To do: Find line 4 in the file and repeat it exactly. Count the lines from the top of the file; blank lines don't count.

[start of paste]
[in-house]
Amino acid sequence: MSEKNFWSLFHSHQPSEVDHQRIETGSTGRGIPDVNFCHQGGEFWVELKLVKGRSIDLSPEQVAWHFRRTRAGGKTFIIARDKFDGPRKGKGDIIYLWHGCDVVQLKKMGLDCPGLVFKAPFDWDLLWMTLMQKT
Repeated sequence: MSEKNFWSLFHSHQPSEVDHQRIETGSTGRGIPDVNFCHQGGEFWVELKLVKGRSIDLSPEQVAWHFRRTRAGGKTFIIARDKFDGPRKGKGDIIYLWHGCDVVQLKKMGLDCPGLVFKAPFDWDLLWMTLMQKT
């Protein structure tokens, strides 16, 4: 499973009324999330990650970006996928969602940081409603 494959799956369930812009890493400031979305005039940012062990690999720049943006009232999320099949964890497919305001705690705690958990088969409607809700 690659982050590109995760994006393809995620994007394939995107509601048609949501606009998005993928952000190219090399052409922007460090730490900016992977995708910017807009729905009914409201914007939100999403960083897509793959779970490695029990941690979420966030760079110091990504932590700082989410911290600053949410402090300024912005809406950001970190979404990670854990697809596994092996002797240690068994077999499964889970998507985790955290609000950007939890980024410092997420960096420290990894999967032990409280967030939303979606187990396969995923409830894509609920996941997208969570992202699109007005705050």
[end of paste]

């Protein structure tokens, strides 16, 4: 499973009324999330990650970006996928969602940081409603 494959799956369930812009890493400031979305005039940012062990690999720049943006009232999320099949964890497919305001705690705690958990088969409607809700 690659982050590109995760994006393809995620994007394939995107509601048609949501606009998005993928952000190219090399052409922007460090730490900016992977995708910017807009729905009914409201914007939100999403960083897509793959779970490695029990941690979420966030760079110091990504932590700082989410911290600053949410402090300024912005809406950001970190979404990670854990697809596994092996002797240690068994077999499964889970998507985790955290609000950007939890980024410092997420960096420290990894999967032990409280967030939303979606187990396969995923409830894509609920996941997208969570992202699109007005705050």